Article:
The challenging part of any ice or snow storm for road crews that don’t deal with such dilemmas on a regular basis is that no two events are ever the same. There are similarities, of course, but the storms that hit the island during a 10-day period – separated by only a couple of days – created a phenomenon that was resoundingly unique, according to those involved in cleaning it up.
The city’s Public Works Department thought it had things under control after a few inches of snow fell earlier last week. Cold temperatures, however, kept the roads icy long enough for them to turn extremely treacherous when about a foot of snow fell during a 36-hour period over the weekend.
As a result, all of the department’s 35 employees took turns working 12-hour shifts around the clock from early Saturday afternoon to Monday noon, trying to keep the island’s primary roads open to traffic. They also served as “point” for Bainbridge police and power company employees, both of whom were also out in force. It was a hectic 48 hours, especially for those in the front lines.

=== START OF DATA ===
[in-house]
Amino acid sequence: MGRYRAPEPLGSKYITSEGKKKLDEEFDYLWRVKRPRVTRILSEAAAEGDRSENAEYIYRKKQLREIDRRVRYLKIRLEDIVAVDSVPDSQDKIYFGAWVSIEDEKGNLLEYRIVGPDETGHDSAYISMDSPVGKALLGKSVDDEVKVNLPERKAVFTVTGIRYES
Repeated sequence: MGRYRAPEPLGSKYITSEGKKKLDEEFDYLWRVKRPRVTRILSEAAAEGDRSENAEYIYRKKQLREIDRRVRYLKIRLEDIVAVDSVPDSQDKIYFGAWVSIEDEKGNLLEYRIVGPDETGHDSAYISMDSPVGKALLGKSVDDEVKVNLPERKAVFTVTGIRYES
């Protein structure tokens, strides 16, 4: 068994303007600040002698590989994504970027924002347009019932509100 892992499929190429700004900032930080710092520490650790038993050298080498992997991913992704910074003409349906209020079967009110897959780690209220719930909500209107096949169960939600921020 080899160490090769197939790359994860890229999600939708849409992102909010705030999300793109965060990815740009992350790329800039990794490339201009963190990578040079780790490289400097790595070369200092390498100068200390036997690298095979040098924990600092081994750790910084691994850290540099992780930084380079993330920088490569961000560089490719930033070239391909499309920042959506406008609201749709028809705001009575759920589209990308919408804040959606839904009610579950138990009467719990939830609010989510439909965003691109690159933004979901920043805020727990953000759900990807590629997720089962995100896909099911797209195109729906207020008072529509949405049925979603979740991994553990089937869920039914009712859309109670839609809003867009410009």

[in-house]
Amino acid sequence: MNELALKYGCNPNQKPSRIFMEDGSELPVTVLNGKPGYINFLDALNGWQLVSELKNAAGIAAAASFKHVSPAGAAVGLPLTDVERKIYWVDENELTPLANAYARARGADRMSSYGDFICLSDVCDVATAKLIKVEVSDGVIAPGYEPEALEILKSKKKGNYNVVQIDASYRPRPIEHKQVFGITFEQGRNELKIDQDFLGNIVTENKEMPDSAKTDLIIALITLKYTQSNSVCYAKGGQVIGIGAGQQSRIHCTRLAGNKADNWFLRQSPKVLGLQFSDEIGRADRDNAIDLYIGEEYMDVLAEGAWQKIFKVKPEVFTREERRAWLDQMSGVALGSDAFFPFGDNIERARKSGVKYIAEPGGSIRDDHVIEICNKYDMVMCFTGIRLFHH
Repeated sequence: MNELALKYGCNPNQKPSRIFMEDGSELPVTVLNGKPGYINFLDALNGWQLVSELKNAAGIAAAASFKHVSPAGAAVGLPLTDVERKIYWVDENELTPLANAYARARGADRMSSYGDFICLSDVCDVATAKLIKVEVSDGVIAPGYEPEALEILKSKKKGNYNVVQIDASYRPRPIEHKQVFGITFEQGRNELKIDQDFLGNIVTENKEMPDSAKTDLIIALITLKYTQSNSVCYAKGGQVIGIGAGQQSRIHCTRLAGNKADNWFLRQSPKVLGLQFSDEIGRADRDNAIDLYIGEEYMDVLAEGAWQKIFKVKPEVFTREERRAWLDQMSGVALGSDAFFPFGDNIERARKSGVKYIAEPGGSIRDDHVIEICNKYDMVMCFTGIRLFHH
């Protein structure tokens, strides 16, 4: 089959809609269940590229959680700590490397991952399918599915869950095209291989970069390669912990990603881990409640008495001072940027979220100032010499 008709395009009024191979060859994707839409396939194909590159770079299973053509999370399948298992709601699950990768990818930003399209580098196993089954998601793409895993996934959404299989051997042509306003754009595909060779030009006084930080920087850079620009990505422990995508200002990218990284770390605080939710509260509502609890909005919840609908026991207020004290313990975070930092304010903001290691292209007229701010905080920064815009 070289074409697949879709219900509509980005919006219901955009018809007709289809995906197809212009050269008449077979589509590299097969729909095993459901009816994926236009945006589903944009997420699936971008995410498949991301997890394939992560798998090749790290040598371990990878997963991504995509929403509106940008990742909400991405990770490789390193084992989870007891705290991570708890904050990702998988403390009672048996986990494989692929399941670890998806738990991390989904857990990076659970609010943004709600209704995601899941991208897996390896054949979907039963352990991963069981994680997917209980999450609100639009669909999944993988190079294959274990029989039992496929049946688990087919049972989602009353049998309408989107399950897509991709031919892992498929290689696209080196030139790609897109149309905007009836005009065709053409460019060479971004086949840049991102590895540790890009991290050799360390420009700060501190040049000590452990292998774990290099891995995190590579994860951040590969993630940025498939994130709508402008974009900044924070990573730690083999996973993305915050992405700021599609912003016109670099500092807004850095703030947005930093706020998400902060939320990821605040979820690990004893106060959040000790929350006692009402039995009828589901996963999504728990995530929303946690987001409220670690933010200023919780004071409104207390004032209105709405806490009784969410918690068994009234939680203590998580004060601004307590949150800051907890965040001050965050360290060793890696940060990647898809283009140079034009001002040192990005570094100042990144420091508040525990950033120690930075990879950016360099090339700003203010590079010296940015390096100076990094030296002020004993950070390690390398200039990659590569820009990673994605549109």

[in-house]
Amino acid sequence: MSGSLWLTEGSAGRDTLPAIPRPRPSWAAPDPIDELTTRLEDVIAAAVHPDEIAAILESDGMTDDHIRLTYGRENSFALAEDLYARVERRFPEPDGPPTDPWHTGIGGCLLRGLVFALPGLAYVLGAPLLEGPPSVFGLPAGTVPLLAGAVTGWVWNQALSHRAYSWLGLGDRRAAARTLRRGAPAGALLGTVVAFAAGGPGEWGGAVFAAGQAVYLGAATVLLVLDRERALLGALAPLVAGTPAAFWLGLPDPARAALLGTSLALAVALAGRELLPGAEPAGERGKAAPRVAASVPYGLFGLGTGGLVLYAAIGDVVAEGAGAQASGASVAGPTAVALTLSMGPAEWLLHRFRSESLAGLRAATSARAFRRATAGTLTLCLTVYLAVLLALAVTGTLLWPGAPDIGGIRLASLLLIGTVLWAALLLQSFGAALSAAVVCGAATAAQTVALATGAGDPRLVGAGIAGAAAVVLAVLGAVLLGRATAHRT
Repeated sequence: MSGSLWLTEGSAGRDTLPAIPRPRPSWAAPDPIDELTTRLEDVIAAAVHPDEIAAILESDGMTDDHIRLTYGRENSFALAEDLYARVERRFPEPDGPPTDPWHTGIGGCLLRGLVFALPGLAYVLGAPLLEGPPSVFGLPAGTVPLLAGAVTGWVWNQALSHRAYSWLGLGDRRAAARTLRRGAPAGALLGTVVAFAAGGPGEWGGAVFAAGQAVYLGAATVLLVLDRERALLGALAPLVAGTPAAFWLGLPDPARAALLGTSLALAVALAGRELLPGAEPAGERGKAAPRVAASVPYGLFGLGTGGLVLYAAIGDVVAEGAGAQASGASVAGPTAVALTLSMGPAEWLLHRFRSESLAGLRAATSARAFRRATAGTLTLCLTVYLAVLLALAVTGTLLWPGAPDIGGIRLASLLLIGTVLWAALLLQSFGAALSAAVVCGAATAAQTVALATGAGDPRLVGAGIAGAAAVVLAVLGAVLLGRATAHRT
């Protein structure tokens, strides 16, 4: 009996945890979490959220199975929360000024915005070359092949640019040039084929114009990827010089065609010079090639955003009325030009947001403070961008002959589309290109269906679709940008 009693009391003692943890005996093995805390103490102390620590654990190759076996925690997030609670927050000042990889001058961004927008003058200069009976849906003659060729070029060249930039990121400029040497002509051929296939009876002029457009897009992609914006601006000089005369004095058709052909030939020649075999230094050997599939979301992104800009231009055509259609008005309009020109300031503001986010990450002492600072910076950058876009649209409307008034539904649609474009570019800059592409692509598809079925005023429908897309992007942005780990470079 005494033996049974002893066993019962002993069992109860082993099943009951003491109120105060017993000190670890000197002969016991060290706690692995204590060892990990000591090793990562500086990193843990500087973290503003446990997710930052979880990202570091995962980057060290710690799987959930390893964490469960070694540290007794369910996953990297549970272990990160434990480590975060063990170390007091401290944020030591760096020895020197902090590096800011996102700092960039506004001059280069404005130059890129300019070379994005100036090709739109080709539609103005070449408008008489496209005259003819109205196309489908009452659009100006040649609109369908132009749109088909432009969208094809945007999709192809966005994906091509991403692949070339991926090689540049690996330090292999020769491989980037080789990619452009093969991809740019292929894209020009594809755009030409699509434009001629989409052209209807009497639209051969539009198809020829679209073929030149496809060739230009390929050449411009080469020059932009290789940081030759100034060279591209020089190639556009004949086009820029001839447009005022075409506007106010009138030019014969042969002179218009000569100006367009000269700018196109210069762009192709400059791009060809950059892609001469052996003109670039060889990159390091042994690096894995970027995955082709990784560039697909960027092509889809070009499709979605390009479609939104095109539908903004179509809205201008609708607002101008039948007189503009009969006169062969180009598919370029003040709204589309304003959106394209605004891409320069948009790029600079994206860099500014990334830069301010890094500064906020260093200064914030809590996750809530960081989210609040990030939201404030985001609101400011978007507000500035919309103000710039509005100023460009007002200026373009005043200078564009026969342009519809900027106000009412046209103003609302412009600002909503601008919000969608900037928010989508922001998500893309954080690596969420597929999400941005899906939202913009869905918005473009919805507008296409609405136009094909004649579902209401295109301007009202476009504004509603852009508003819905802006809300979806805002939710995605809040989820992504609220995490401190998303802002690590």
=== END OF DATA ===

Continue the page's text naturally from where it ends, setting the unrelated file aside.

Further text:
Lance Newkirk, deputy director for city Public Works, said he was “so proud of these guys for the amazing job they did.” He said their tireless dedication to the mission may have made it all look easy, but it wasn’t.
“The cold weather and precipitation of the prededing storm didn’t thaw right away, so the roads were already frozen when all that snow came,” Newkirk said. “The new snow bonded to the asphalt surface, which meant it accumulated immediately. Typically we have some time before new snow accumulates and we can start squeegeeing it off. But this bonded so fast that it was impossible to break it up as long as it stayed cold. It’s just beginning to thaw now,” he said Tuesday, “but only on the main roads.”
By mid-week, the city was beginning to spread gravel on more of the secondary roads in preparation for more precipitation as the cold weather continued through the week. The good news is that there were few accidents as active islanders gradually became acclimated to the snow, and those who weren’t prepared, generally stayed home.